The Quality Paradox: When Shorter Content Is Better

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In the world of media, longer content is heralded as higher quality. A six-minute piece is more prestigious than a minute-twenty package. Full-length features trump shorts. Shows beat webisodes. Two-thousand words are better than two hundred.

There are lots of reasons for the industry bias toward longer content. Legacy platforms and business models. Prominence and awards. Creative freedom and journalistic context. Ask just about anyone in the content business, and they prefer longer work.

‘Nobody wants to wait while they wait’

However, for mobile users, shorter content rules the day. It’s not just the smaller screen size, it’s how people consume content on their phones: in quick, frequent bursts, capitalizing on small moments of downtime. Facebook, Twitter, Instagram, YouTube and Pinterest rule the mobile content airwaves, all with short, bite-sized content optimized for people on the move.

“Mobile experiences fill the gaps while we wait. Nobody wants to wait while they wait,” explains Mike Krieger, co-founder of Instagram.

That doesn’t mean there’s not a market for longer-form content on mobile. I read books and watch movies on my iPhone while flying back and forth from NYC. Tablet users, especially in evening and nighttime hours, read longer-form stories and binge on Netflix.

But on average across the mobile universe, shorter content is consumed more. It’s also the gateway to longer forms of content: social apps act as recommendation engines for your attention. That’s how Facebook’s app became the “home page” of mobile, accounting for more time spent than all mobile browsers combined.

For many journalists, keeping it short isn’t popular. Just look at the reaction to Reuters’ edict last week limiting the length of stories. “Reuters seems to have completely given up trying to be a serious media organization,” said one journo on Twitter. Somehow, longer content has been conflated with higher quality content, but for mobile, the reverse is mostly true.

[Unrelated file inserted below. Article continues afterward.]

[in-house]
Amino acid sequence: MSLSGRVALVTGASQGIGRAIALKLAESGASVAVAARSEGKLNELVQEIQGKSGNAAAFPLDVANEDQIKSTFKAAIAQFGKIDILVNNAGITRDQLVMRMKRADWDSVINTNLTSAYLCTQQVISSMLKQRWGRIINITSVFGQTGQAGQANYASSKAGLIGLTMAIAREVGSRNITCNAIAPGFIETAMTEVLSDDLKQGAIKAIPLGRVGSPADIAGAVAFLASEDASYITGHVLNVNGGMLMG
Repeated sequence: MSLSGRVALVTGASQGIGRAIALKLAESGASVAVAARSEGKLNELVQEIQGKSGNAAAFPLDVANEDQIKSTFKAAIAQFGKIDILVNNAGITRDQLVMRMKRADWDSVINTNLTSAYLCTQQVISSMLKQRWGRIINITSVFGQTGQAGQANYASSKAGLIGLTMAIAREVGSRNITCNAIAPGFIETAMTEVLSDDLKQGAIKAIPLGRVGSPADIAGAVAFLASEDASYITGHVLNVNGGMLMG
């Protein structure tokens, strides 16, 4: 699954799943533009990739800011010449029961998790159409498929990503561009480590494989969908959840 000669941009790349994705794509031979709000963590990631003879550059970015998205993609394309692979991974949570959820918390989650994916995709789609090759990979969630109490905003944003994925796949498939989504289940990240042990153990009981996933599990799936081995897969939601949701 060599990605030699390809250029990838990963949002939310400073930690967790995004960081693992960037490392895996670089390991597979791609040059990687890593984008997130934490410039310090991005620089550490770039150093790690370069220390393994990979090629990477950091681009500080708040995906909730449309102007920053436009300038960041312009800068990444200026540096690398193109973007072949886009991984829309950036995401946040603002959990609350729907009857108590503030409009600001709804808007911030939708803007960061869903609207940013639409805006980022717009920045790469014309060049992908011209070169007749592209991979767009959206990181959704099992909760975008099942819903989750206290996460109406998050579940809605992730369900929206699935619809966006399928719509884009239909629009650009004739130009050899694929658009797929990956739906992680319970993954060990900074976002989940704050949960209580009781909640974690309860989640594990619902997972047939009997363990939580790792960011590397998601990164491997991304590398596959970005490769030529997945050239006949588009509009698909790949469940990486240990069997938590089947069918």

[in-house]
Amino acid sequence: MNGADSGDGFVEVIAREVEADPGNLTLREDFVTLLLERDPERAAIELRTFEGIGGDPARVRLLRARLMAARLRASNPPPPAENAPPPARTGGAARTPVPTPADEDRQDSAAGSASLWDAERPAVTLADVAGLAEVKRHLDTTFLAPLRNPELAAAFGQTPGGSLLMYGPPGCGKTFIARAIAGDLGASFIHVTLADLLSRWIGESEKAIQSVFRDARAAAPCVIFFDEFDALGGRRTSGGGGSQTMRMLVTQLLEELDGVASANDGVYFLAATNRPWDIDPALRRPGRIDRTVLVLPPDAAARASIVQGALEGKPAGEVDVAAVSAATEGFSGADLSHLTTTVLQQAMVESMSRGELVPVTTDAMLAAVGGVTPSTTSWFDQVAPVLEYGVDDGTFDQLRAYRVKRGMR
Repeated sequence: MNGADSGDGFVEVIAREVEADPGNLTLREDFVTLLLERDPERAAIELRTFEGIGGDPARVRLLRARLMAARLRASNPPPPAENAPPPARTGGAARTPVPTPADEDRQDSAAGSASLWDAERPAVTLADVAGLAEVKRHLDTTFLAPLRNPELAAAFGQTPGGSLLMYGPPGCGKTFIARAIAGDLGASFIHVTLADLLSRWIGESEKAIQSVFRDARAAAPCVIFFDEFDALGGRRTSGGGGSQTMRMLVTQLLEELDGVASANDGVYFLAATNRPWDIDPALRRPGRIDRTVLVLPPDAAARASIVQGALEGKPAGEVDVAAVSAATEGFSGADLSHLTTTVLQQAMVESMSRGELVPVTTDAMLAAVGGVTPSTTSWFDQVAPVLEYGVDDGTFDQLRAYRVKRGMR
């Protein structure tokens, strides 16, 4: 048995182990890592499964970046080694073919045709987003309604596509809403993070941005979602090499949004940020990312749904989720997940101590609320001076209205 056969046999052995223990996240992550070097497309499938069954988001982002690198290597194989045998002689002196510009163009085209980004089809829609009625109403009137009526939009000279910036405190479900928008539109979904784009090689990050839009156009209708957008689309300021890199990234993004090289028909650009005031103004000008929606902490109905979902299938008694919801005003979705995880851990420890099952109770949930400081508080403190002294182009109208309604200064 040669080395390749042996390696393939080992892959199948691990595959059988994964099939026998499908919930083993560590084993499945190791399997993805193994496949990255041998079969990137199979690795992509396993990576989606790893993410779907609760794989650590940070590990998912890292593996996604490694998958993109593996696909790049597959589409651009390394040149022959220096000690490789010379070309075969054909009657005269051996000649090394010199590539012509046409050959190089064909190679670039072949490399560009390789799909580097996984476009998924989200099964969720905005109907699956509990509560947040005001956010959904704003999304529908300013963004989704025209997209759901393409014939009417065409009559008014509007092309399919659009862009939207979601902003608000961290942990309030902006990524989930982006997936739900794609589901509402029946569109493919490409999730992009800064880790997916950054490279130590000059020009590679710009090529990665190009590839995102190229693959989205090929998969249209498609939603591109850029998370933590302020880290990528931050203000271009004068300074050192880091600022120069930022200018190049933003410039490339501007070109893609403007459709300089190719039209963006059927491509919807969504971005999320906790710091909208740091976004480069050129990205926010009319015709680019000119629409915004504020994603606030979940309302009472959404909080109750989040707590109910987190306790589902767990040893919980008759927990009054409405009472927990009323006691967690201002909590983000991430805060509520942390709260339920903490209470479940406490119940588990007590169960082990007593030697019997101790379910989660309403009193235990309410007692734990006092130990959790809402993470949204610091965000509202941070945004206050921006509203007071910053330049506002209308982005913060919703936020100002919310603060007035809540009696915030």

Time saved over time spent

Part of the problem is the industry’s fixation on “time spent” as an engagement metric. I remember a Poynter study a couple years ago that discovered the average “bail out” point on a tablet is 78.3 seconds of reading. The recommendation? Write the story in such a way that gets users to keep reading. The obvious solution: write a shorter story.

It’s often better to maximize “time saved” rather than time spent, especially on a per session basis. Imagine, for example, that you can get the nugget of a 2-minute video in a 24-second clip, or 80% of the value in 20% of the time. For most mobile users, that’s more delightful than watching the full 2 minutes. The more delighted the users, the more frequently they’ll return, which all adds up to a lot of time spent/user at the end of the month.

‘One glittering paragraph’

Producing compelling short-form content can be just as challenging as creating engaging longer-form content, and there are fewer people who can do it well.

“To condense the diffused light of a page of thought into the luminous flash of a single sentence, is worthy to rank as a prize composition just by itself,” explained Mark Twain. “Anybody can have ideas–the difficulty is to express them without squandering a quire of paper on an idea that ought to be reduced to one glittering paragraph.”

At Breaking News, where I work, we’re writing even shorter than a paragraph. We traffic in alerts, highly portable units of content that travel seamlessly across mobile, from push notifications to tweets. “Tight and bright,” as our managing editor Tom Brew likes to say. But isn’t a 500-word story a higher-quality output than a simple alert?

Content as connections

As you might expect, I’ll argue no, and here’s why. It’s not just about the content you see, but its ability to make connections. In the case of Breaking News, our editors attach a metadata payload to each alert, unlocking new value beyond a 500-word story. One dimension of that metadata enables us to send a push notification — we call it a proximity alert — to anyone who is within an “impact zone” of a breaking story moments after it happens.

This is where the traditional beliefs surrounding content length and quality break down. Shorter content is not only consumed more on mobile, it’s not only the gateway to longer content, but it can create new value through connections. Think of mobile content as portable objects that can connect with other content (Google Now), people (Twitter), locations (Waze) and actions (Google Maps+Uber). It can adapt with user context, getting smarter with more data from more sensors, learning from past behavior.

That’s where the magic of mobile content begins to emerge. Content that isn’t just created to be consumed, but created to help us unlock new value, save time and live better lives. This is high quality, attracting the largest audiences and making the biggest impact in the years to come.

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